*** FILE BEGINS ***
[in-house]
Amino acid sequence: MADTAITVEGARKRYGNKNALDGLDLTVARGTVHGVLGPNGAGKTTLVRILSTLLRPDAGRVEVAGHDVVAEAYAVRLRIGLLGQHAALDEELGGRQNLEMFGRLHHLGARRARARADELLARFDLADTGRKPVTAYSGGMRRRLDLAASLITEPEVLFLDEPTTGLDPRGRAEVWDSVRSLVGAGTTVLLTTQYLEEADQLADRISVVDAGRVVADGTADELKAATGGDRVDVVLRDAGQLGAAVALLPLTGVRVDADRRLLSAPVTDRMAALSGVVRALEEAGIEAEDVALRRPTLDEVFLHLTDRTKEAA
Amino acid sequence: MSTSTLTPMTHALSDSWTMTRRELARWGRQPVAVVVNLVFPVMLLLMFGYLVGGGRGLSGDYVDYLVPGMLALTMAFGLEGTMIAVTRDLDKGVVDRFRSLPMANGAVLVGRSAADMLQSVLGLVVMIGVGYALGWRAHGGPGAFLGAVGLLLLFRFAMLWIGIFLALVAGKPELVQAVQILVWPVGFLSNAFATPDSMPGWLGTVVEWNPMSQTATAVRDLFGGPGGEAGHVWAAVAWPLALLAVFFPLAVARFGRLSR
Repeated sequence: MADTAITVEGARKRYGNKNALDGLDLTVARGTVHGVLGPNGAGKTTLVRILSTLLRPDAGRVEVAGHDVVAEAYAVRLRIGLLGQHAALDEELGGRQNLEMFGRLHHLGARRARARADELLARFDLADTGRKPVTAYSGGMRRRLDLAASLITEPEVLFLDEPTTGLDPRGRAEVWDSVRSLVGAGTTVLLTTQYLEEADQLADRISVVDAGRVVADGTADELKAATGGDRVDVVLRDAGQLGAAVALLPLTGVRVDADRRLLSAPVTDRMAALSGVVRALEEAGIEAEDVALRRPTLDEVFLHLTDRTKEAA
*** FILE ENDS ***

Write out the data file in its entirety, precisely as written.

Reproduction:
[in-house]
Amino acid sequence: MADTAITVEGARKRYGNKNALDGLDLTVARGTVHGVLGPNGAGKTTLVRILSTLLRPDAGRVEVAGHDVVAEAYAVRLRIGLLGQHAALDEELGGRQNLEMFGRLHHLGARRARARADELLARFDLADTGRKPVTAYSGGMRRRLDLAASLITEPEVLFLDEPTTGLDPRGRAEVWDSVRSLVGAGTTVLLTTQYLEEADQLADRISVVDAGRVVADGTADELKAATGGDRVDVVLRDAGQLGAAVALLPLTGVRVDADRRLLSAPVTDRMAALSGVVRALEEAGIEAEDVALRRPTLDEVFLHLTDRTKEAA
Amino acid sequence: MSTSTLTPMTHALSDSWTMTRRELARWGRQPVAVVVNLVFPVMLLLMFGYLVGGGRGLSGDYVDYLVPGMLALTMAFGLEGTMIAVTRDLDKGVVDRFRSLPMANGAVLVGRSAADMLQSVLGLVVMIGVGYALGWRAHGGPGAFLGAVGLLLLFRFAMLWIGIFLALVAGKPELVQAVQILVWPVGFLSNAFATPDSMPGWLGTVVEWNPMSQTATAVRDLFGGPGGEAGHVWAAVAWPLALLAVFFPLAVARFGRLSR
Repeated sequence: MADTAITVEGARKRYGNKNALDGLDLTVARGTVHGVLGPNGAGKTTLVRILSTLLRPDAGRVEVAGHDVVAEAYAVRLRIGLLGQHAALDEELGGRQNLEMFGRLHHLGARRARARADELLARFDLADTGRKPVTAYSGGMRRRLDLAASLITEPEVLFLDEPTTGLDPRGRAEVWDSVRSLVGAGTTVLLTTQYLEEADQLADRISVVDAGRVVADGTADELKAATGGDRVDVVLRDAGQLGAAVALLPLTGVRVDADRRLLSAPVTDRMAALSGVVRALEEAGIEAEDVALRRPTLDEVFLHLTDRTKEAA